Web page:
August 23, 2017, by lzzeb
The high and low latitudes of research leave
A blog by Professor Suzanne McGowan
Research leave comes to Geographers only once every six semesters, and it’s a chance to clear the backlog of half-finished papers, write grant proposals, read and think….in short do all of the things it is difficult to do whilst involved with the day-to-day tasks of teaching and administration. I had been looking forward to this for a long time, having delayed my leave for three years whilst seconded to Malaysia campus. The paper backlog was getting a little out of hand… My plan was to find somewhere quiet where I could write.
As luck would have it, the month before the start of my leave period, I received uncharacteristic but very welcome news of the success of two grant applications which were focused on research projects in Greenland and Vietnam. The reality of the mission of delivering the fieldwork for these projects alongside some pre-existing travel commitments sunk in. I dug out my passport, bought a couple of heavy duty suitcases and set off on mission impossible, leaving the paper backlog to pray on my mind whilst I travelled between 7 countries on 5 field trips, and 3 scientific meetings.
First up in February was a trip to Kuala Lumpur where we were hosting a meeting of PAGES Aquatic Transitions working group at University of Nottingham Malaysia Campus. This included a workshop with a focus on Southeast Asia-Oceania and a Mindset public lecture, which can be accessed by podcast here. This was shortly followed by a trip to the ASLO (Association for the Sciences of Limnology and Oceanography) conference in Honolulu where I presented in the Aquatic Transitions session- here’s a photo of the speakers for the session.
There were a couple of trips to Greenland that needed to be squeezed in for the new research project which was looking at the impacts of glacially-derived dust on Arctic lakes. The work is summarized in blog articles describing work in April whilst the lakes were snow covered when we were looking at accumulations of dust in the snowpack, and then again in June once the ice had melted, when we could set up experiments and sample the lake waters to understand the impacts of the dust.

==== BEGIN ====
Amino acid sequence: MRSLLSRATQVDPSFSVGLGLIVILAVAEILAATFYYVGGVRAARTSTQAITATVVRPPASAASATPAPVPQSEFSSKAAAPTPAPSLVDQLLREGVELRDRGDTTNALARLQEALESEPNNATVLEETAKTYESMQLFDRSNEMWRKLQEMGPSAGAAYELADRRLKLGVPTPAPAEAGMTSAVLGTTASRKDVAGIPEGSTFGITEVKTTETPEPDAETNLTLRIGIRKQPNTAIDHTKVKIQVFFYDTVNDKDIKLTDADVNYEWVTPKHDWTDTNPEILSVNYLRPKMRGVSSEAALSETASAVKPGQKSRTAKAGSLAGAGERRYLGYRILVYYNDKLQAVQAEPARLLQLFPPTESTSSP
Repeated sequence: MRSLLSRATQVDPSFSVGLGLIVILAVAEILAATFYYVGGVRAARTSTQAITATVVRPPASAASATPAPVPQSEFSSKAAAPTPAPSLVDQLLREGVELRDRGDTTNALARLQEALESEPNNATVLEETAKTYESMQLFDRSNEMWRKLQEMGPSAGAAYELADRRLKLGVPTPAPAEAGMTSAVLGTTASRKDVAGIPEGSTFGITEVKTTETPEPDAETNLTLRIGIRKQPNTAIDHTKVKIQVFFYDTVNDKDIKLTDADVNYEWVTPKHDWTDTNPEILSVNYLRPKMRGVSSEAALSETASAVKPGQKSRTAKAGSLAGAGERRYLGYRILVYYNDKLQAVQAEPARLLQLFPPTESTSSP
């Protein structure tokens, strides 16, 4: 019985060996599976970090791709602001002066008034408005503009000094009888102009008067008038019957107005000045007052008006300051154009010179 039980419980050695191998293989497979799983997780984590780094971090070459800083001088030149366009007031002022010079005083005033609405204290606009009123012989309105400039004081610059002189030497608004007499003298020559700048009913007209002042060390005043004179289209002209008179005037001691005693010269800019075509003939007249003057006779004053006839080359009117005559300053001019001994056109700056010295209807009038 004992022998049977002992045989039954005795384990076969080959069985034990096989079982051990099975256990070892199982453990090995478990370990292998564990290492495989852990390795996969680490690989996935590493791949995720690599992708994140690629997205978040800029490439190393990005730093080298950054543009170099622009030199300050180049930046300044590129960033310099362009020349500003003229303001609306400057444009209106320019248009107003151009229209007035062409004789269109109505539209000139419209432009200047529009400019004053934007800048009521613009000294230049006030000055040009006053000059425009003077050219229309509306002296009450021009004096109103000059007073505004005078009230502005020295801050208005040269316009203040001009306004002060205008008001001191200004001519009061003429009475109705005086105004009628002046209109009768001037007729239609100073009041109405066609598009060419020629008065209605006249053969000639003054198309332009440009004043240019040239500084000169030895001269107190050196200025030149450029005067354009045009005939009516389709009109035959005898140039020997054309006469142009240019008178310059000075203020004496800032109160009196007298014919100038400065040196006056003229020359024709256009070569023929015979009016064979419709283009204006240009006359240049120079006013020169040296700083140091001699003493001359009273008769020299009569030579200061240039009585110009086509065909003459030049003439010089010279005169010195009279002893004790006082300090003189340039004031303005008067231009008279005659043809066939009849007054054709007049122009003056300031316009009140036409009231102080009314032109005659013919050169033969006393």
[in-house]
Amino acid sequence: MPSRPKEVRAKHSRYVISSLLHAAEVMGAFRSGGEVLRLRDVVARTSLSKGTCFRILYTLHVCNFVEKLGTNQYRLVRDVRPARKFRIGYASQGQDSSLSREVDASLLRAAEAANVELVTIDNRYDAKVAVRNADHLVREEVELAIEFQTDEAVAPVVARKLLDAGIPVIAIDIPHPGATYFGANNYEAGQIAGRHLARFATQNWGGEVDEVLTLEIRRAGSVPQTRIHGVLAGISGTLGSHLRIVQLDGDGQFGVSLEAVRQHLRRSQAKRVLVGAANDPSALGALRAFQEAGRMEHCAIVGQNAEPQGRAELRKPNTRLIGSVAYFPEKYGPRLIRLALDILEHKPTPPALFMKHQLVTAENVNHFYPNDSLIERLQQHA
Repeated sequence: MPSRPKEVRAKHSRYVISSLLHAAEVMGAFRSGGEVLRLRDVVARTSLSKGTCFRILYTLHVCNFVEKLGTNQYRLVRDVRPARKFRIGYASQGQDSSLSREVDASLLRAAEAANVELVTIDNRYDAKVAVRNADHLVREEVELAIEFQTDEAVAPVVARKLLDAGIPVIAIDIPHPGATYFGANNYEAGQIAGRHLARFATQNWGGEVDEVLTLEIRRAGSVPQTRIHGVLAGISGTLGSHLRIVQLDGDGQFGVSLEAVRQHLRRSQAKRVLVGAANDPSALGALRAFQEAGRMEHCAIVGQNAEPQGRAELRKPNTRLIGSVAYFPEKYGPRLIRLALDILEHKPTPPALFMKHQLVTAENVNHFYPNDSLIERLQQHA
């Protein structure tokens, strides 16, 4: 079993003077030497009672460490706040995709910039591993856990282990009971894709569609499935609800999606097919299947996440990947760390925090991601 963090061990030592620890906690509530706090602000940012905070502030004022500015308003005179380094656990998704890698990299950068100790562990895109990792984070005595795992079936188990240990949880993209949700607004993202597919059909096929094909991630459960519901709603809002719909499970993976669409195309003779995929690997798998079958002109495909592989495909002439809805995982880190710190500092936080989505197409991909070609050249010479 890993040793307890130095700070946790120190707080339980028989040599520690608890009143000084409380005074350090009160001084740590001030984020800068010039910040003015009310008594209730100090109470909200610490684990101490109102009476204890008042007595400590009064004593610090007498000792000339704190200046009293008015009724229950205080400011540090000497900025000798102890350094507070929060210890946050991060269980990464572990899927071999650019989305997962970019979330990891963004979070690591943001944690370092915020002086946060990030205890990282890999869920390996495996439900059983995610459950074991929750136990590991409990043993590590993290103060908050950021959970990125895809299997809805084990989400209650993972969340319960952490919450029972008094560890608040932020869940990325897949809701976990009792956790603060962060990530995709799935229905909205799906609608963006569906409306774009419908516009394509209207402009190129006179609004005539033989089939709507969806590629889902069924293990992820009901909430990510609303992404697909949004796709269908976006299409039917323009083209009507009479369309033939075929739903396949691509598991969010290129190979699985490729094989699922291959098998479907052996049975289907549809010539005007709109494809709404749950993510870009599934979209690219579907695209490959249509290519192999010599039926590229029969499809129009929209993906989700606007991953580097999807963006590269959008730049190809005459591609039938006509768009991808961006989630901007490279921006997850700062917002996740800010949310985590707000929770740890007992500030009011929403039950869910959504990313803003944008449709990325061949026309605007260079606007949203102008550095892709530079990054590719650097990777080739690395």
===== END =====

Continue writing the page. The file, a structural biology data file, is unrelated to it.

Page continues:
In warmer parts of the world I spent a week in May helping my PhD student Charlotte Briddon sediment coring in lakes on Luzon Island in the Philippines. The cores will form a key part of her research project, looking at aquaculture impacts in these lakes, and the work was supported by students from University of Santo Tomas in Manila and National University of Singapore who captured some stunning drone images over the lakes. We also spent 10 days in July along the Red River Delta, as part of a NERC-NAFOSTED funded project. The trip involved fieldwork to collect water and sediment samples (blog article here), meeting with our Vietnamese partners and establishing contacts with local stakeholders.
I had been planning a visit to the China University of Geosciences in Wuhan for a while, to work with a good collaborator and former postdoc at Nottingham, Dr Xu Chen. We planned to conduct some fieldwork on the Yangtzse River to support my PhD student Linghan Zeng– a very successful trip to Dongting and Hong Hu Lakes in the mid reaches of the Yangtzse to collect sediment cores and water samples. We also found the time to work on some new papers, and finish off the revisions on some others we had been working on; here is a link to one recently published in Hydrological Processes. I also gave a seminar entitled Lakes and the Arctic Carbon Cycle.
Otherwise, it was proving tricky to clear some time for paper writing, but I attended a workshop in May which was geared to do just that. The KAIRN group (Kangerlussuaq International Research Network) meets annually as a forum for exchanging ideas with researchers from across disciplines who work in this area of Southwest Greenland. We recently published an article in Bioscience from previous workshops, and this year we met in Norway to work on a follow up paper. The setting in Sogndal along a stunning fjord and close to the Norwegian Glacier Museum made for some breathtaking field visits after the workshop.
So….how is the paper backlog doing at the end of this six months of research leave? Well, I found a few weeks to finish off the revisions on a long-standing paper looking at diatoms in West Greenland. Some of the research in this paper was conducted by one of our undergraduates Hazel Gunn who was a Royal Geographical Society fieldwork apprentice in 2010. It was great to see this work, which formed a part of Hazel’s final year dissertation finally out in print. On balance, the field trips probably generated more papers to write than I cleared off the desk, but I can’t complain too much- mission impossible is complete.
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